By Tim Todd
The International Football Association Board or IFAB is set to debate a set of new rules for football aimed forcing teams like Sam Allardyce’s Bolton Wanderers, Sam Allardyce’s Crystal Palace, Sam Allardyce’s English National Team, and any team managed by Jose Mourinho to play football against their opponent rather than playing against the clock.
There are only three things that a coach can manage during a game: space, the ball, and time. And it has become increasingly easy for coaches to manage time. Teams these days manage time as a tactic; simply kick the ball out of play, rotational fouling, and get a lot of restarts, take extra time on free kicks, have the keeper hold the ball, switch sides for his free kicks, and fake injury, then take your time during any restart. If you score a goal, double down on the time wasting.
As a result in the modern game it’s a damn fact that football matches see less than 60 minutes of actual ball in play. That’s being generous: Petr Cech revealed on Twitter that matches effectively only see 25 minutes of action per half. In the Champions League final, the showcase of modern football excellence, the ball was in play for only 56 minutes and 45 seconds. That was a game contested between two teams who wanted to play football.
Seeing this problem IFAB, the governing body which writes the laws of the game, wants to debate some changes to the rules. Changes that they think will speed the game up and make it more enjoyable.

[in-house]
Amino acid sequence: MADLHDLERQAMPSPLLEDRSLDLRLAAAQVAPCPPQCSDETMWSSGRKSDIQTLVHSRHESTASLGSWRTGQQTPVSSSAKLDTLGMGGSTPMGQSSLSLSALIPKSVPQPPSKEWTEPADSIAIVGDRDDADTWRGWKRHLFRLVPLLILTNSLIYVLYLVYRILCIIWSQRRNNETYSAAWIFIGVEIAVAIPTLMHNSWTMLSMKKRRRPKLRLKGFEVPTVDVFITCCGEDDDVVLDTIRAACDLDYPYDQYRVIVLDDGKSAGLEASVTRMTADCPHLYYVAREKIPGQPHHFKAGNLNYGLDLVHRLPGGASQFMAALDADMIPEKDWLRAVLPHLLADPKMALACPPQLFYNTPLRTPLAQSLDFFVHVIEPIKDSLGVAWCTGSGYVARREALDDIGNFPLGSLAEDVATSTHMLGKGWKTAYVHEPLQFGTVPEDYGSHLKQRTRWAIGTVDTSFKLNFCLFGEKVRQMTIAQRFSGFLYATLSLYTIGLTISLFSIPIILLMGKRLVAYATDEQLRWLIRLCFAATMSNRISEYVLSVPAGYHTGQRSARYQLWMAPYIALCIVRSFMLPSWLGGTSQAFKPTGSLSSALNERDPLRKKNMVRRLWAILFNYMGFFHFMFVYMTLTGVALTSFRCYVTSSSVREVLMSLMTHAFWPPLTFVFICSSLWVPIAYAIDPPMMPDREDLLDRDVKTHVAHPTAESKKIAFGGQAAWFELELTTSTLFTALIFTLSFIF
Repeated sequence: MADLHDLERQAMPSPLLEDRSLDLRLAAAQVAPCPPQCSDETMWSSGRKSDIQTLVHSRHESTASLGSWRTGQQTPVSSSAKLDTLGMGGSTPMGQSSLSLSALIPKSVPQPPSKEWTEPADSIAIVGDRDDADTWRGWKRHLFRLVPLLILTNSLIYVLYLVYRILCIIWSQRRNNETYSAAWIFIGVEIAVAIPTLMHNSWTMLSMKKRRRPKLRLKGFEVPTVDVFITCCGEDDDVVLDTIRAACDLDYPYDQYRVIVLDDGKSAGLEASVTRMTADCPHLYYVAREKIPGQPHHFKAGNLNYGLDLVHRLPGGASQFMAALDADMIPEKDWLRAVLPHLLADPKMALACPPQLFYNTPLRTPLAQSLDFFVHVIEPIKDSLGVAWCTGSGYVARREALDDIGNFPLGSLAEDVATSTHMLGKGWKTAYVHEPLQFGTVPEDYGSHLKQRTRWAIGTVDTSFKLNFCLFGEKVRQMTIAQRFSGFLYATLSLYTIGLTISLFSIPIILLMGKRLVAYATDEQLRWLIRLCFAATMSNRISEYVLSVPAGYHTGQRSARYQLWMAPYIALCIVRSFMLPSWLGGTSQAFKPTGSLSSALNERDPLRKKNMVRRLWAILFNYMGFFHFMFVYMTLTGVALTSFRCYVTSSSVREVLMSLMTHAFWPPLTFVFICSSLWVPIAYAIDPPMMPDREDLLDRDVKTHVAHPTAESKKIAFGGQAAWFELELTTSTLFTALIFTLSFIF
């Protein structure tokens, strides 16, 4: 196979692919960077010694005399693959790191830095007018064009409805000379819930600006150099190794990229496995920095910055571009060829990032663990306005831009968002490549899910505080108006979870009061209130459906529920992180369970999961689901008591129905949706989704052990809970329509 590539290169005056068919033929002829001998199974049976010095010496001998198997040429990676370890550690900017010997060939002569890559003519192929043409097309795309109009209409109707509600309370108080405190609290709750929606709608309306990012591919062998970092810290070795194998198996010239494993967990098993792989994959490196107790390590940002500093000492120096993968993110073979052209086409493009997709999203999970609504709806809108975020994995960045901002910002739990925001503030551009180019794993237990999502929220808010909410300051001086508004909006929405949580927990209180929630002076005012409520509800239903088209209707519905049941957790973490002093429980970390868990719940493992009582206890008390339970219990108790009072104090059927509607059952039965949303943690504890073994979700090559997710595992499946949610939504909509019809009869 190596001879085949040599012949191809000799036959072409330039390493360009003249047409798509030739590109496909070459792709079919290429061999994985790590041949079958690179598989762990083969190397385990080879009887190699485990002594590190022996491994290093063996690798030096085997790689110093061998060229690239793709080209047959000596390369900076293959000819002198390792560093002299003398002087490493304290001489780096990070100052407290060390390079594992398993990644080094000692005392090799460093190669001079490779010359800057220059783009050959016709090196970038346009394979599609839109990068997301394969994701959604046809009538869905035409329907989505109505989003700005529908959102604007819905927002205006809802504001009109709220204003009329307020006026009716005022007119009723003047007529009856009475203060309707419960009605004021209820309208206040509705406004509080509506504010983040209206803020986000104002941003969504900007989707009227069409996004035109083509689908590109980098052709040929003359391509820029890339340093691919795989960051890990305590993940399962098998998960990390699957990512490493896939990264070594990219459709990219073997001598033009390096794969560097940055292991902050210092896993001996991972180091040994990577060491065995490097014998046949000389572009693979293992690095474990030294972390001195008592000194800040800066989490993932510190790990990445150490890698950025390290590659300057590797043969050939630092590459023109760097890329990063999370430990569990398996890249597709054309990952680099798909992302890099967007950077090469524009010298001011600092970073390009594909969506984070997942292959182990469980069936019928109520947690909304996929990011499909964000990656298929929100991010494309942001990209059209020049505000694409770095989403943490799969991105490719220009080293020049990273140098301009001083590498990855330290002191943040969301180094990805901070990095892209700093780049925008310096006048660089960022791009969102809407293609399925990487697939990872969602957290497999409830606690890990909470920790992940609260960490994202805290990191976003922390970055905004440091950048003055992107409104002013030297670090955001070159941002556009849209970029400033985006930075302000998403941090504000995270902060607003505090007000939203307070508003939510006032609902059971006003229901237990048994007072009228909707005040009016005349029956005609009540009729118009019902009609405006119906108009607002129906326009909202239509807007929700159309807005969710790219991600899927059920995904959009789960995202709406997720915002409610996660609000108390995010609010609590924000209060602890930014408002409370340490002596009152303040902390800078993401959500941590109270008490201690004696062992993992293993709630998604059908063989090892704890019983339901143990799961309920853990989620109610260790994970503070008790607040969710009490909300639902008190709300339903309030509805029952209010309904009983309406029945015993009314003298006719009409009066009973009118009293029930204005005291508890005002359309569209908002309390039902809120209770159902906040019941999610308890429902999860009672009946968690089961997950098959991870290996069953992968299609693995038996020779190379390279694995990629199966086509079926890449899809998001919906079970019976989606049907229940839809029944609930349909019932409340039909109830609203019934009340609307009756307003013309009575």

The boldest proposal is a 60 minute game clock which would be stopped for any.. uhh.. stoppages (interruptions?). Throw ins, long free kicks, goal kicks, and the like would see the referee stop a clock on his wrist which would be linked to a clock in the stadium that all could see.
This seems practical at first glance. Teams who want to gather their teammates forward and try for a long free kick can still do so but they aren’t rewarded for taking their time. Player subs, which are supposed to add 30 seconds on to the game clock but never do, will be actually timed. And playing like you are fouled so that you can get treatment and kill the game would just see the clock stopped.
But I don’t know if it would stop teams from timewasting. Timewasting has two advantages, it kills the clock but it also kills an opponent’s momentum. And many teams use free kicks and corners as one of the few ways they generate shots. I suspect that if the clock is stopped, some teams will take even more time over the ball and we could see 50 or even 60 minute halfs.